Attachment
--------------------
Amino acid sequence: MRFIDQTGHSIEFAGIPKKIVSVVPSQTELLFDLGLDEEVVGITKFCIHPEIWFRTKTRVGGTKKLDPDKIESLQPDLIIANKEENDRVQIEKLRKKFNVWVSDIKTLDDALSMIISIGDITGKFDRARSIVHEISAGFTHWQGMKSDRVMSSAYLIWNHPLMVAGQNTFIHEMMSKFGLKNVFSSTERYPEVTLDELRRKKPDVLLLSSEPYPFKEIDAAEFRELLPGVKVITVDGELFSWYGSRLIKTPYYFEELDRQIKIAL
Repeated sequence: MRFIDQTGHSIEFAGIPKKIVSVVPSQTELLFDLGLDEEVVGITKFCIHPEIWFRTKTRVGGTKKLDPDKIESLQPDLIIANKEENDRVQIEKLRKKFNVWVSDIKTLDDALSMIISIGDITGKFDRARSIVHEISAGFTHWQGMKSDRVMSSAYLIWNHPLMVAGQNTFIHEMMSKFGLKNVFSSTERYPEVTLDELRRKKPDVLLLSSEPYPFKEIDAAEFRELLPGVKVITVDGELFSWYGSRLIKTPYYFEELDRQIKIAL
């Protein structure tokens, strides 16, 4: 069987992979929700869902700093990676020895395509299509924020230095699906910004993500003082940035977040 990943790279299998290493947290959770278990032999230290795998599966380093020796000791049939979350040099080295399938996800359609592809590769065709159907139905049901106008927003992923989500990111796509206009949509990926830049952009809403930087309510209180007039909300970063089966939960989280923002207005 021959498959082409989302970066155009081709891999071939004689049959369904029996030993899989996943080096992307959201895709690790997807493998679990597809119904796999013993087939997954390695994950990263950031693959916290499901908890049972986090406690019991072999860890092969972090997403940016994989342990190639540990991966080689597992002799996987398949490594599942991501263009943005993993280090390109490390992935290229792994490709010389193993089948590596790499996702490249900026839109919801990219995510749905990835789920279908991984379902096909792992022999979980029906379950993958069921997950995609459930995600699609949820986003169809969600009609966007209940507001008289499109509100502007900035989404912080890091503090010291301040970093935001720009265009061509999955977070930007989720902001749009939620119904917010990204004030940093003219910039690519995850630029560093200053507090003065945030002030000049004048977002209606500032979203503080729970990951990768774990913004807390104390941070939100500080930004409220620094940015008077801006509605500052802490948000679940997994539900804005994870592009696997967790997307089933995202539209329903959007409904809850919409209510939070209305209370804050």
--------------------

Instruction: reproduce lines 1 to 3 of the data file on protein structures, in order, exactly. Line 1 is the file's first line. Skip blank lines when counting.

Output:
Amino acid sequence: MRFIDQTGHSIEFAGIPKKIVSVVPSQTELLFDLGLDEEVVGITKFCIHPEIWFRTKTRVGGTKKLDPDKIESLQPDLIIANKEENDRVQIEKLRKKFNVWVSDIKTLDDALSMIISIGDITGKFDRARSIVHEISAGFTHWQGMKSDRVMSSAYLIWNHPLMVAGQNTFIHEMMSKFGLKNVFSSTERYPEVTLDELRRKKPDVLLLSSEPYPFKEIDAAEFRELLPGVKVITVDGELFSWYGSRLIKTPYYFEELDRQIKIAL
Repeated sequence: MRFIDQTGHSIEFAGIPKKIVSVVPSQTELLFDLGLDEEVVGITKFCIHPEIWFRTKTRVGGTKKLDPDKIESLQPDLIIANKEENDRVQIEKLRKKFNVWVSDIKTLDDALSMIISIGDITGKFDRARSIVHEISAGFTHWQGMKSDRVMSSAYLIWNHPLMVAGQNTFIHEMMSKFGLKNVFSSTERYPEVTLDELRRKKPDVLLLSSEPYPFKEIDAAEFRELLPGVKVITVDGELFSWYGSRLIKTPYYFEELDRQIKIAL
């Protein structure tokens, strides 16, 4: 069987992979929700869902700093990676020895395509299509924020230095699906910004993500003082940035977040 990943790279299998290493947290959770278990032999230290795998599966380093020796000791049939979350040099080295399938996800359609592809590769065709159907139905049901106008927003992923989500990111796509206009949509990926830049952009809403930087309510209180007039909300970063089966939960989280923002207005 021959498959082409989302970066155009081709891999071939004689049959369904029996030993899989996943080096992307959201895709690790997807493998679990597809119904796999013993087939997954390695994950990263950031693959916290499901908890049972986090406690019991072999860890092969972090997403940016994989342990190639540990991966080689597992002799996987398949490594599942991501263009943005993993280090390109490390992935290229792994490709010389193993089948590596790499996702490249900026839109919801990219995510749905990835789920279908991984379902096909792992022999979980029906379950993958069921997950995609459930995600699609949820986003169809969600009609966007209940507001008289499109509100502007900035989404912080890091503090010291301040970093935001720009265009061509999955977070930007989720902001749009939620119904917010990204004030940093003219910039690519995850630029560093200053507090003065945030002030000049004048977002209606500032979203503080729970990951990768774990913004807390104390941070939100500080930004409220620094940015008077801006509605500052802490948000679940997994539900804005994870592009696997967790997307089933995202539209329903959007409904809850919409209510939070209305209370804050």